European stock markets fell on Tuesday after beginning the week higher, as traders banked profits amid an absence of data and dearth of major company announcements.
London's FTSE 100 index of leading shares dropped 0.39 percent to stand at 6,283.22 points approaching midday trade in the British capital.
Frankfurt's DAX 30 slid 0.84 percent to 7,917.01 points and in Paris the CAC 40 shed 0.48 percent to 3,749.21.
Milan slipped 0.60 percent and Madrid dipped 0.17 percent.
"Financial markets are pulling back Tuesday after registering strong gains in the previous session, driven by a pick-up in manufacturing data out of Europe and the US," said Ishaq Siddiqi, market strategist at ETX Capital traders.
"Despite the poor manufacturing reports out of Asia on Monday... sentiment improved as investors took heart in the brighter reports out of the US and Europe."
The positive news continued on Tuesday with well-received British construction data and news that the number of Spanish jobless benefit claimants took a record plunge in June as an avalanche of summer jobs opened up.
In foreign exchange trading, the euro dropped to $1.3029 from 1.3061 late in New York on Monday. The dollar firmed to 99.77 yen from 99.66 yen on Monday.
The dollar edged closer to the 100 yen level on the back of the US figures, in turn helping to push higher the share price levels of Japanese exporters, traders said.
Asian stock markets closed mixed overall on Tuesday as a pick-up in US and European manufacturing activity was offset by weakness in China, traders said.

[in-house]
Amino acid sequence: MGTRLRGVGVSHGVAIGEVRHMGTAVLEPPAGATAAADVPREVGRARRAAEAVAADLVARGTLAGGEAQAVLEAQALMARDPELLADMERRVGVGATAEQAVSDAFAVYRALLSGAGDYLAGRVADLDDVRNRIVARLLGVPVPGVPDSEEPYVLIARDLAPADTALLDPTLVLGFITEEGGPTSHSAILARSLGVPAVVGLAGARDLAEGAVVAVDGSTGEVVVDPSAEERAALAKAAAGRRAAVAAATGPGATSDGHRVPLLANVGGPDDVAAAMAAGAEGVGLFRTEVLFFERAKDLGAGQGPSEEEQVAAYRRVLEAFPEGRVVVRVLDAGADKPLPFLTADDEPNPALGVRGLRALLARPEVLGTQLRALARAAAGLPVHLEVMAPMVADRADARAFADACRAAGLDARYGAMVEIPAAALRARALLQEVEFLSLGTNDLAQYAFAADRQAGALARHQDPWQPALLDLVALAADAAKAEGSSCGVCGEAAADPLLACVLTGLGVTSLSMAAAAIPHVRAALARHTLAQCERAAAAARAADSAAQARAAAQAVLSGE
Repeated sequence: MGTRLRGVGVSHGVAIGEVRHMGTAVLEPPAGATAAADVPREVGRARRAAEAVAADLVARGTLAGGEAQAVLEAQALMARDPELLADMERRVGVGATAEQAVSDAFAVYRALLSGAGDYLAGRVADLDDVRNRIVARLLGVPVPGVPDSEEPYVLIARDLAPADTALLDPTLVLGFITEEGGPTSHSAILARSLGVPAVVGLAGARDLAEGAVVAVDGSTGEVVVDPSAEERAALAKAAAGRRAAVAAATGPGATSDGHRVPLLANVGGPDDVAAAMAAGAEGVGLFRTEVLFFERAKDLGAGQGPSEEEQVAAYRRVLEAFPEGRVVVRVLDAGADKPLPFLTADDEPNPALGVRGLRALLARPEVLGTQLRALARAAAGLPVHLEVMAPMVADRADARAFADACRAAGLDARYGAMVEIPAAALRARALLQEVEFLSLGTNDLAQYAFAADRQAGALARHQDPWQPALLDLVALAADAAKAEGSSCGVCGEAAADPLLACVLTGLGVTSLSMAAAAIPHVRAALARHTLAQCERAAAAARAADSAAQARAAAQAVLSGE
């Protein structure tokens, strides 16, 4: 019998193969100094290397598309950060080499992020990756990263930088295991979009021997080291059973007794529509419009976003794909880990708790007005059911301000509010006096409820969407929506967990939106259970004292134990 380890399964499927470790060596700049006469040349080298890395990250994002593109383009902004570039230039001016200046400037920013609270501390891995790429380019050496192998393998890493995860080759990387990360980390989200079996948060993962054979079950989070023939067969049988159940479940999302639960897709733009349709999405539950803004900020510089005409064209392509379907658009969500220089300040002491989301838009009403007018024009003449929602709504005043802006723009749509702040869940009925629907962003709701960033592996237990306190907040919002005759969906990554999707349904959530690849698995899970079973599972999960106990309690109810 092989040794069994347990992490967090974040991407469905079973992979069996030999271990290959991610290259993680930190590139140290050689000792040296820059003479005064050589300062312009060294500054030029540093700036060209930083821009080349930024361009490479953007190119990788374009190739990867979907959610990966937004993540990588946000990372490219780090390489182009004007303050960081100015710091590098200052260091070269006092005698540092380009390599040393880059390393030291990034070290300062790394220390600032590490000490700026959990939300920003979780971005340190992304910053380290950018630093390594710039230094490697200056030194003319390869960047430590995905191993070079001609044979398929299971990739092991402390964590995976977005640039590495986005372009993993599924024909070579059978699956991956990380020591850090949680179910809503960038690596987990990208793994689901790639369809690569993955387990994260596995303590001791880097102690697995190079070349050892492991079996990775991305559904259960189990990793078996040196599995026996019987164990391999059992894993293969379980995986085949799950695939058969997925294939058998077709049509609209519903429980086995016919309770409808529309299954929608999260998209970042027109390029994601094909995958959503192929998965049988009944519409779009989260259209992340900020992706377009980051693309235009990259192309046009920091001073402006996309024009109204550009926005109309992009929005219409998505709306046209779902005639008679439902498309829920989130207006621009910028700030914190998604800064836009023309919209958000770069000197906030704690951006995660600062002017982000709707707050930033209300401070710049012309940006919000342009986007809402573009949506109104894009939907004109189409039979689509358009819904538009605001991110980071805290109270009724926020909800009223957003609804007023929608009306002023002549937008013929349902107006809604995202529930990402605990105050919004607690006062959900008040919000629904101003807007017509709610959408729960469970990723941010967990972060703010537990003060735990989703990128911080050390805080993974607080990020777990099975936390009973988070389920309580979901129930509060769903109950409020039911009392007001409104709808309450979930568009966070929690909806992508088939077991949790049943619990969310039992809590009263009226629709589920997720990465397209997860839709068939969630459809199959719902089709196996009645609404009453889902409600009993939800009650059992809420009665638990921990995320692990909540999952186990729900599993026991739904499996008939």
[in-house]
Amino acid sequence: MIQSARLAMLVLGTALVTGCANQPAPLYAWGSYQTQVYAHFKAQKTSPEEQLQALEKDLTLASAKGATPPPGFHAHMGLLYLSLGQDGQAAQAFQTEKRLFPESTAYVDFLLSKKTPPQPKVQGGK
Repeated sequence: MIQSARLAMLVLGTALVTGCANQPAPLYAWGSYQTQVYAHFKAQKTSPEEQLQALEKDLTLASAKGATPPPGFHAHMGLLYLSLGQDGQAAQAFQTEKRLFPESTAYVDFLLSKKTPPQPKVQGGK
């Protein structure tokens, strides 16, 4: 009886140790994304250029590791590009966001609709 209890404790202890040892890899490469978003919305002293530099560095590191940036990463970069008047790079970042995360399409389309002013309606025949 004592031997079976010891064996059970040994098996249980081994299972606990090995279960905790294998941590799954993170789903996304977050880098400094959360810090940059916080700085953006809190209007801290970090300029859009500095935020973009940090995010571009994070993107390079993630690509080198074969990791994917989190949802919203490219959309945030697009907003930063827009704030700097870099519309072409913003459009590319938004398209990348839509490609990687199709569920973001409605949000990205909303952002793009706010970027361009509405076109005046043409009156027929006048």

In London, the price of gold on the London Bullion Market increased to $1,261.90 an ounce from $1,252.55 on Monday. Gold last week hit a near three-year low point at $1,180.50 an ounce.
The precious metal, seen as a safe haven amid economic strains, has been battered by receding worries about higher inflation, upbeat US data, a strong dollar and expectations of an end to the Federal Reserve's quantitative easing (QE) stimulus.
Gold lost a quarter of its value in the second quarter, which ended on Friday. That is the heaviest quarterly loss since the early 1970s.
In the United States on Monday, the ISM purchasing managers index came in at 50.9 in June, well up from 49.0 in May.
Anything above 50 points to growth, while anything below indicates contraction.
That came after the Markit Eurozone Composite Purchasing Managers Index rose to a 16-month-high 48.8, from 48.3 in May. While European manufacturing is still shrinking, the latest report suggests a pick-up in even the troubled economies of Italy and Spain.
There are some signs also of improvement in the east-central Europe region.
Brent Schutte, a market strategist at BMO Private Bank, said the US reading was "pretty good".
However, he touched on recent volatility in global markets over the possibility the US Federal Reserve will begin winding down its stimulus programme when the economy shows it is strong enough.
"I don't know if bad news is good news or good news is good news," Schutte said. Markets "seem to be in this tug-of-war period".